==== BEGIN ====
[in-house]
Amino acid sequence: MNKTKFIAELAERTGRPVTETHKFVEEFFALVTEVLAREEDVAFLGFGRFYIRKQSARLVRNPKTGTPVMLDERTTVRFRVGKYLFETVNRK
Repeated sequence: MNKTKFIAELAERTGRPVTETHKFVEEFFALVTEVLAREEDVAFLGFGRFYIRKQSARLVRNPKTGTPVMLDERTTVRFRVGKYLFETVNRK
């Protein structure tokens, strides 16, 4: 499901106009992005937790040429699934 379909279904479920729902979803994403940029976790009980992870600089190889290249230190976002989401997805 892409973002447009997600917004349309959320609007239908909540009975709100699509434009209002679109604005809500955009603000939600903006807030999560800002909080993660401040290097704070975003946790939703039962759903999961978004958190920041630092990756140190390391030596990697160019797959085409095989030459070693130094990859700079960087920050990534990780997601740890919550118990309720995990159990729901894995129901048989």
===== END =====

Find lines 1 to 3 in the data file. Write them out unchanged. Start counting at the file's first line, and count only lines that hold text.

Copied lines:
[in-house]
Amino acid sequence: MNKTKFIAELAERTGRPVTETHKFVEEFFALVTEVLAREEDVAFLGFGRFYIRKQSARLVRNPKTGTPVMLDERTTVRFRVGKYLFETVNRK
Repeated sequence: MNKTKFIAELAERTGRPVTETHKFVEEFFALVTEVLAREEDVAFLGFGRFYIRKQSARLVRNPKTGTPVMLDERTTVRFRVGKYLFETVNRK